2. Breaking pull station or fire extinguisher covers, unless the situation warrants such action.
      3. Pulling and/or unnecessarily causing a false fire alarm to be activated.
    3. CCAC is a smoke free campus.  Smoking is not permitted on campus premises including the parking lots of CCAC.  Smoking includes the use of any electronic or vaporizing cigarette, pipes, cigars, chewing or smokeless tobacco.
    4. The following are federally illegal and violate the student Code of Conduct: falsely pulling a fire alarm, phoning a false report to 911, intentionally initiating or causing to be initiated any false report, arson or starting a fire or providing the conditions where a fire is likely to occur or continue.
  3. Gambling
    1. Students are expected to abide by the federal laws and the laws of the Commonwealth of Pennsylvania prohibiting illegal gambling, including online gaming. Gambling for money or other things of value on campus or at college-sponsored activities is prohibited except as permitted by law.
    2. Such prohibited activity includes, but is not limited to, betting on, wagering on or selling pools on any college athletic event; possessing on one’s person or premises (e.g., car) any card, book or other device for registering bets; knowingly permitting the use of one’s premises or one’s telephone or other electronic communications device for illegal gambling; knowingly receiving  or delivering a letter, package or parcel related to illegal gambling; offering, soliciting or accepting a bribe to influence the outcome of an athletic event; and involvement in bookmaking or wagering pools with respect to sporting events.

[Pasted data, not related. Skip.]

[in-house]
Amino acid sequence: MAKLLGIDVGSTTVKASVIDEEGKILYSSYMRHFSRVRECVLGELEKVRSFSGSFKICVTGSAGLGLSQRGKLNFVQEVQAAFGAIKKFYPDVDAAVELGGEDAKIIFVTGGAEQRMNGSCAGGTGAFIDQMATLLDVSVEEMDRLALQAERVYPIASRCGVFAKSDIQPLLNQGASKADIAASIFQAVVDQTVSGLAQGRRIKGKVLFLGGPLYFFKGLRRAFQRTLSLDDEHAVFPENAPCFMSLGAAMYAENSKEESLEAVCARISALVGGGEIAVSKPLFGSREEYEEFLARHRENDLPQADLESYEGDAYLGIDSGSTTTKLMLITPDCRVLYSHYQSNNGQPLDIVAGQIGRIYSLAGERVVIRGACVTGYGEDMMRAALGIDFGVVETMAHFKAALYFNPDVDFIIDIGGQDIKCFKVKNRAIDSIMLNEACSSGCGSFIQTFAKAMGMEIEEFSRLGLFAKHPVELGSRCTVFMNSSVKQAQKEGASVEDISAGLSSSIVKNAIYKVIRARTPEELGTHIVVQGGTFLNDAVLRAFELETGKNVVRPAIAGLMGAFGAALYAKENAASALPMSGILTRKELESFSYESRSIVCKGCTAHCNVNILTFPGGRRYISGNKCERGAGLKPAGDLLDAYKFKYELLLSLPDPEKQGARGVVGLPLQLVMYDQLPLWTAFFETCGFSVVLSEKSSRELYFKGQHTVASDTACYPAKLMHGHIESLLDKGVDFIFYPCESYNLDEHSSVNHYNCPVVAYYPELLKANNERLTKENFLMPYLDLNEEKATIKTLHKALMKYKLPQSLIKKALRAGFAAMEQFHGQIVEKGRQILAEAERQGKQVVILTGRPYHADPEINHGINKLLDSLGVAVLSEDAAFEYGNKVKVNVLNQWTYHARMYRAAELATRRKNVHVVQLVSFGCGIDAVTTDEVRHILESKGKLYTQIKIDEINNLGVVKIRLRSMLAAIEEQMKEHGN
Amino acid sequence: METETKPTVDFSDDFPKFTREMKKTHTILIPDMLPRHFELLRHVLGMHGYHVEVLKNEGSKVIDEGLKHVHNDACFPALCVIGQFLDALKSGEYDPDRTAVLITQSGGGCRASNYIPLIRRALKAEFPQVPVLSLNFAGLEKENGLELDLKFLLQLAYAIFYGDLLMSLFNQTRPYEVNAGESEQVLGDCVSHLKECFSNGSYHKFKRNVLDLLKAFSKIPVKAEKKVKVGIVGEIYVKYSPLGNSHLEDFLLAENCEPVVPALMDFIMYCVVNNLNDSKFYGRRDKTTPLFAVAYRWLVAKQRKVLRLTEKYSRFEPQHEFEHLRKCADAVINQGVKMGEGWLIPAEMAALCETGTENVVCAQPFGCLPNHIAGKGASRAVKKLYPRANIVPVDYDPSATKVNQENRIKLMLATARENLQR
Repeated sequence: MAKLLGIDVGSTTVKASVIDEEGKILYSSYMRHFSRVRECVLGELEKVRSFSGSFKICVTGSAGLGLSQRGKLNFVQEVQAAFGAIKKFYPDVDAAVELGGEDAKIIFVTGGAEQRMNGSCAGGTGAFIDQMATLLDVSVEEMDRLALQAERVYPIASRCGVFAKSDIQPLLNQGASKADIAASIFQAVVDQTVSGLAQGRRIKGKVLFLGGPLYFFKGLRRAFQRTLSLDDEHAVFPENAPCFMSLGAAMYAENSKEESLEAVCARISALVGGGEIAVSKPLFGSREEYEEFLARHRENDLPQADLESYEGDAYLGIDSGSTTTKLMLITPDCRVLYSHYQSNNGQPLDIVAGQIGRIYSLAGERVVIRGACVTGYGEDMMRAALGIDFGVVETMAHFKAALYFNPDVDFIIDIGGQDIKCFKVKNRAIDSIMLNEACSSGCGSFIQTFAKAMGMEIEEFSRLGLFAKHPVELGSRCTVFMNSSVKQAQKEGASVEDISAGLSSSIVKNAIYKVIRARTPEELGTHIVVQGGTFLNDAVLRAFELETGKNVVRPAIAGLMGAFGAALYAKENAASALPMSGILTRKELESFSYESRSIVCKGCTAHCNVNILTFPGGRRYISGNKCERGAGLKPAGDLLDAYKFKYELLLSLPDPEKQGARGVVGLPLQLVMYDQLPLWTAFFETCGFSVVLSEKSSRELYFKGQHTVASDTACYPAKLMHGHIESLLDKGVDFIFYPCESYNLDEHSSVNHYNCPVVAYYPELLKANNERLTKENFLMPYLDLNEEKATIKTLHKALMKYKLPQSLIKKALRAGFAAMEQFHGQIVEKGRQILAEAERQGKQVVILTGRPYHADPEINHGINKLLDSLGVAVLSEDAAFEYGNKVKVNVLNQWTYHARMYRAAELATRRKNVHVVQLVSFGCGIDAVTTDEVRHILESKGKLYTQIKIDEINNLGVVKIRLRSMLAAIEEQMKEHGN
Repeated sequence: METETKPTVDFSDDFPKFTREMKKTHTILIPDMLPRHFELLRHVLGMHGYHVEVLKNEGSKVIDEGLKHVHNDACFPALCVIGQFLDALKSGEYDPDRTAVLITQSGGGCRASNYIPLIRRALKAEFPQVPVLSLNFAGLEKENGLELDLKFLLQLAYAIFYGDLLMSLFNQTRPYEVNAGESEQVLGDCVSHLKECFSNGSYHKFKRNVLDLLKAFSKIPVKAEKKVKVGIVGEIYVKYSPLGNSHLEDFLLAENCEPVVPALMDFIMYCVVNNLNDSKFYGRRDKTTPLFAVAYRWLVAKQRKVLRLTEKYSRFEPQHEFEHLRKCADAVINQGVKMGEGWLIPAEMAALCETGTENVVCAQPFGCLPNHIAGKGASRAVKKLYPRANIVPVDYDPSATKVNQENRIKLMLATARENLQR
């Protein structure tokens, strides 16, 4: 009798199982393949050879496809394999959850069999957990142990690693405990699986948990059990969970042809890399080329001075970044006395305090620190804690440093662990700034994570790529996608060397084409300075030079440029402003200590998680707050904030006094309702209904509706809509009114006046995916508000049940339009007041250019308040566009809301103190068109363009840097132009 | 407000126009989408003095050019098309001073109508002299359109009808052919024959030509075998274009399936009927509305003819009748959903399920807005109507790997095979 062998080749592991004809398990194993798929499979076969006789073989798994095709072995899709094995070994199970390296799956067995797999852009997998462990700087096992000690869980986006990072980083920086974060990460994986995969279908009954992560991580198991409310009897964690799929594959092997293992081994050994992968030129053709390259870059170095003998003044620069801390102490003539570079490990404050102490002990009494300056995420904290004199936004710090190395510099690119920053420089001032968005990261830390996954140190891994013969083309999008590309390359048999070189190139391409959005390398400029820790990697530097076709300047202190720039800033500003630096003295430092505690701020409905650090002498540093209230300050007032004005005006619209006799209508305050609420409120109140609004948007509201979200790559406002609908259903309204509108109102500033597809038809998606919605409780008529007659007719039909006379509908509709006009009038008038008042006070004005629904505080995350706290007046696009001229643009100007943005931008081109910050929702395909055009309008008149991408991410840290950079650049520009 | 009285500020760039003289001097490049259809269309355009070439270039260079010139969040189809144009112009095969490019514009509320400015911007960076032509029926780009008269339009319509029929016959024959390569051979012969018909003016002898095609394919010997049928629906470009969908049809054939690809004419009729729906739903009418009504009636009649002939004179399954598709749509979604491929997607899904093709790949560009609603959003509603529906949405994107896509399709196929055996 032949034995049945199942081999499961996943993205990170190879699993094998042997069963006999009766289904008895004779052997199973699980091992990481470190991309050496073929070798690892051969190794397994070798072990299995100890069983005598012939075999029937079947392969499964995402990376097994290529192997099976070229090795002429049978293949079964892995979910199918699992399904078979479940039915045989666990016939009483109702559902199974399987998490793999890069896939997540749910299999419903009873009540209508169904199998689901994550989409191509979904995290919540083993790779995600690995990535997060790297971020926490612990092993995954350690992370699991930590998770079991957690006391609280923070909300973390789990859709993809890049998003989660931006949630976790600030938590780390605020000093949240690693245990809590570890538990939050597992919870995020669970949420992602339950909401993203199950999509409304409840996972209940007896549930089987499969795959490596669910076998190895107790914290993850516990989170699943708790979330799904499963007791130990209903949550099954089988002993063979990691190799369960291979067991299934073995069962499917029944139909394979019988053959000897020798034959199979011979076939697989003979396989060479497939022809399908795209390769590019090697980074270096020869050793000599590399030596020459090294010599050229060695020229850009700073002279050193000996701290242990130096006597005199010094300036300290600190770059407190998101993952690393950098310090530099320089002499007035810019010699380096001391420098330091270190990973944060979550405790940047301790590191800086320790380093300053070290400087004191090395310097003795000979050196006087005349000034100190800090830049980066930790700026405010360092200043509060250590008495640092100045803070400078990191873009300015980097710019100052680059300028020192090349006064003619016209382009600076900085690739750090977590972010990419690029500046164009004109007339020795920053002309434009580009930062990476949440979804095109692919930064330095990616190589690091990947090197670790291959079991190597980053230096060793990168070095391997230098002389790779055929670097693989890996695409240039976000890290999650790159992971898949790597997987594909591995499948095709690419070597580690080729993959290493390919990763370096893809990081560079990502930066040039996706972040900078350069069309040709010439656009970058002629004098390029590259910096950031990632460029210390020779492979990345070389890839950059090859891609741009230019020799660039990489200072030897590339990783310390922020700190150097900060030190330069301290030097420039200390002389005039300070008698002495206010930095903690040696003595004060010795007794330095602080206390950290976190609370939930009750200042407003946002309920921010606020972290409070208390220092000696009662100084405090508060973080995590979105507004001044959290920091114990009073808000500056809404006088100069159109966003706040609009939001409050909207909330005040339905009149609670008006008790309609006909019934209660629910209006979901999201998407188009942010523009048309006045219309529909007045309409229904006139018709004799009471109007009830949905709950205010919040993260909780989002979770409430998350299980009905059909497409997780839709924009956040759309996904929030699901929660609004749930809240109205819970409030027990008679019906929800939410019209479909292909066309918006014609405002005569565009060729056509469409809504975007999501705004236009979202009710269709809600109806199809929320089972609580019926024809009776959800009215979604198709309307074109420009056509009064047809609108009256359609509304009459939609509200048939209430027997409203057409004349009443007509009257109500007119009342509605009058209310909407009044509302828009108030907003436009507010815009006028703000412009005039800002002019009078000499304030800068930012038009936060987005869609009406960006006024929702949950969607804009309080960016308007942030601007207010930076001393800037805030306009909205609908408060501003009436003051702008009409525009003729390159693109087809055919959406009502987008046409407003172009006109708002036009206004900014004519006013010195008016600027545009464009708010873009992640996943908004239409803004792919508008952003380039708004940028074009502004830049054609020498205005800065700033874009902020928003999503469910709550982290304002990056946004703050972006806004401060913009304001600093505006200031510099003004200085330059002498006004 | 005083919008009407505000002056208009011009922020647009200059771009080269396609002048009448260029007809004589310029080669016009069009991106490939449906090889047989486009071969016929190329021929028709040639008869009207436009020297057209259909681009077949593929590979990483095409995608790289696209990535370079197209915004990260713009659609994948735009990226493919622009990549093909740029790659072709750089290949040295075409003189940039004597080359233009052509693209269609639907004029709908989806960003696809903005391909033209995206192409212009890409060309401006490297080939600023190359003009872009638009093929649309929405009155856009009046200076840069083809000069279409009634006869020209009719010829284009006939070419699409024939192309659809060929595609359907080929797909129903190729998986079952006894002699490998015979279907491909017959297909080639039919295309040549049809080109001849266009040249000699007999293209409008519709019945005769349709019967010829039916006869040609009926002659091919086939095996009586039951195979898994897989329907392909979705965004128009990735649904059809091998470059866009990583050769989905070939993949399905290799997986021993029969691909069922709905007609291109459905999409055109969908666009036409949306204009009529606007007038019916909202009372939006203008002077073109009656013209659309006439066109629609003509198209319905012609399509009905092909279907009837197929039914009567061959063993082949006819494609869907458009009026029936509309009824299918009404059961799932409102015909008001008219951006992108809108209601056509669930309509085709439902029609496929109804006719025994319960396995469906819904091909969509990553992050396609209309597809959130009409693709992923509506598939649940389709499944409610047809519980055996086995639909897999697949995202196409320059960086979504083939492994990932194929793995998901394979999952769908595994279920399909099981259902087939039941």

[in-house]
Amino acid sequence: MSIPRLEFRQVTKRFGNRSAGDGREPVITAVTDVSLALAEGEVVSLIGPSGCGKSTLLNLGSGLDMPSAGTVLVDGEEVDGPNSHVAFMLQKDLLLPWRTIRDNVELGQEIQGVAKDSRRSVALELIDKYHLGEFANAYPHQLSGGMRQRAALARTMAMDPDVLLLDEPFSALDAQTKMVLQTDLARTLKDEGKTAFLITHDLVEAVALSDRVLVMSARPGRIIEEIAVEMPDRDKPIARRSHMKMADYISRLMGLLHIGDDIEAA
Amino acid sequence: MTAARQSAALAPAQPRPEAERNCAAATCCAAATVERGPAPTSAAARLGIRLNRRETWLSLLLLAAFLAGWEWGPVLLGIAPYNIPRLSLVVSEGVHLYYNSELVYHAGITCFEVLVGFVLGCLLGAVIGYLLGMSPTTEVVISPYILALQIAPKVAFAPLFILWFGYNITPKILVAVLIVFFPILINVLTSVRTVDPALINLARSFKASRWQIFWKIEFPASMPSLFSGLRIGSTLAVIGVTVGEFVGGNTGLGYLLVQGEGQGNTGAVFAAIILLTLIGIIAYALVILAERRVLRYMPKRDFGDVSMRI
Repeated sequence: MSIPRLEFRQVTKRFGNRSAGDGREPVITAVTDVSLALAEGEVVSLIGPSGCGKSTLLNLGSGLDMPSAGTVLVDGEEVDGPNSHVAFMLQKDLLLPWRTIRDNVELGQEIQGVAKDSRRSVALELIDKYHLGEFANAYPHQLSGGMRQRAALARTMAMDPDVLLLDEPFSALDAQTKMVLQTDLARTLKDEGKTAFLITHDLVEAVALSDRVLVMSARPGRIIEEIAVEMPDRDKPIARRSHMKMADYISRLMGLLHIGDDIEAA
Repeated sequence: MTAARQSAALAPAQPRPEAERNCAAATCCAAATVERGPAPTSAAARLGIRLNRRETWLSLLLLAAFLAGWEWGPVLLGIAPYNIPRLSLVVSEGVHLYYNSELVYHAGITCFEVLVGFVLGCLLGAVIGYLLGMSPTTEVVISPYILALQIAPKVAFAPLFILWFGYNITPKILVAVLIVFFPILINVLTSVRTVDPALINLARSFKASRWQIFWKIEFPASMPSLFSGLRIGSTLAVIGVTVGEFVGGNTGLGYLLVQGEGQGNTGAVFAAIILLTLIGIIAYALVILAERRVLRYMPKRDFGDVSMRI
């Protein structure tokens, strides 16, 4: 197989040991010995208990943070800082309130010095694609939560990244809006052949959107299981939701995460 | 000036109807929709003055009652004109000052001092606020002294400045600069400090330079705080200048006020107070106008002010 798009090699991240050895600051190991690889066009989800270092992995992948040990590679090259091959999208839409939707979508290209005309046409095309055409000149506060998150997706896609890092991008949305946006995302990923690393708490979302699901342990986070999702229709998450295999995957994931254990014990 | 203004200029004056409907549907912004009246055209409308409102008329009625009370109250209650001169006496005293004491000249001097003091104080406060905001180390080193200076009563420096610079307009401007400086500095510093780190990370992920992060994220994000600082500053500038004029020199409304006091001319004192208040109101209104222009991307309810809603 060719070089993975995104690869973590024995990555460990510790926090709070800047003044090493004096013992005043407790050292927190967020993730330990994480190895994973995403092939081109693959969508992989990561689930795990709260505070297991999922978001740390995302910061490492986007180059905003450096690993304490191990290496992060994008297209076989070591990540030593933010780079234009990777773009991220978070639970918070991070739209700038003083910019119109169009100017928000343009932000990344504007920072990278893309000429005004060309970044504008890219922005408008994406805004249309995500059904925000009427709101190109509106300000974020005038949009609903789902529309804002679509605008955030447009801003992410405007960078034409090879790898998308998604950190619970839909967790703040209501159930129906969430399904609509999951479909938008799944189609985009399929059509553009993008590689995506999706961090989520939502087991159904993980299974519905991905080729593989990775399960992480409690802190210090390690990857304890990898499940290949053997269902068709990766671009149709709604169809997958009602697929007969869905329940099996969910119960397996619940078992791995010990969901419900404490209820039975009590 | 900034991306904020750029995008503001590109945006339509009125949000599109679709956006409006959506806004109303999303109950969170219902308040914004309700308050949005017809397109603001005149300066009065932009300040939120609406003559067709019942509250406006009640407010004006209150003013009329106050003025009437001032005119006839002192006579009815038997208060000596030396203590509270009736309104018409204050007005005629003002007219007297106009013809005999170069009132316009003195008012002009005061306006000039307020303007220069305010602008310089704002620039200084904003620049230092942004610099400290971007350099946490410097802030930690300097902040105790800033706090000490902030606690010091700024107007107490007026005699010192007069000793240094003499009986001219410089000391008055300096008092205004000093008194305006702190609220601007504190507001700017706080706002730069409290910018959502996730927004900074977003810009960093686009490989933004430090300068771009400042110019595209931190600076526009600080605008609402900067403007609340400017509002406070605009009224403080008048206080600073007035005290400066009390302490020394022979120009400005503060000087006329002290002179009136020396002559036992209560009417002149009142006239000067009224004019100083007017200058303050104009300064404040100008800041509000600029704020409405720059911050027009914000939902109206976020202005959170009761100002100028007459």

4. Solicitation
    1. No person or group may engage in selling or solicitation of any kind on campus without written approval. This includes, but is not limited to: office to office solicitation, posters, commercial stuffing of mailboxes, email solicitation, selling of goods, products or services. 
  5. Failure to Comply 
    1. A student is charged with insubordination when he/she disobeys, disrupts, ignores or becomes disorderly to a directive or action given/taken by a College official to act, respond, or provide information that is to the benefit of the situation, process, students, Staff and/or Faculty.
    2. Students are also considered to be failing to comply when an individual is found to be responsible in violating the Student Code of Conduct on multiple occasions.  This includes violating the same policy multiple times or violating differing policies multiple times.
  6. Alcohol

The possession, consumption, promotion or transportation of alcohol on College premises is prohibited.  Public intoxication – including attending class or school functions while intoxicated is prohibited and can be a violation of law.  Organizations such as clubs or athletic teams may not include or provide alcohol at any events or functions. 

  1. Drugs

In accordance with state and federal laws, it is illegal for students to possess, use or sell illegal drugs, and to abuse, unlawfully possess, misuse, or distribute prescription drugs. Included in these categories, but not limited to, are: opiates, barbiturates, amphetamines, marijuana, hallucinogens, illegal steroids, date-rape drugs, and other illegal or prescription drugs. The following is additional information regarding the drug policy at CCAC: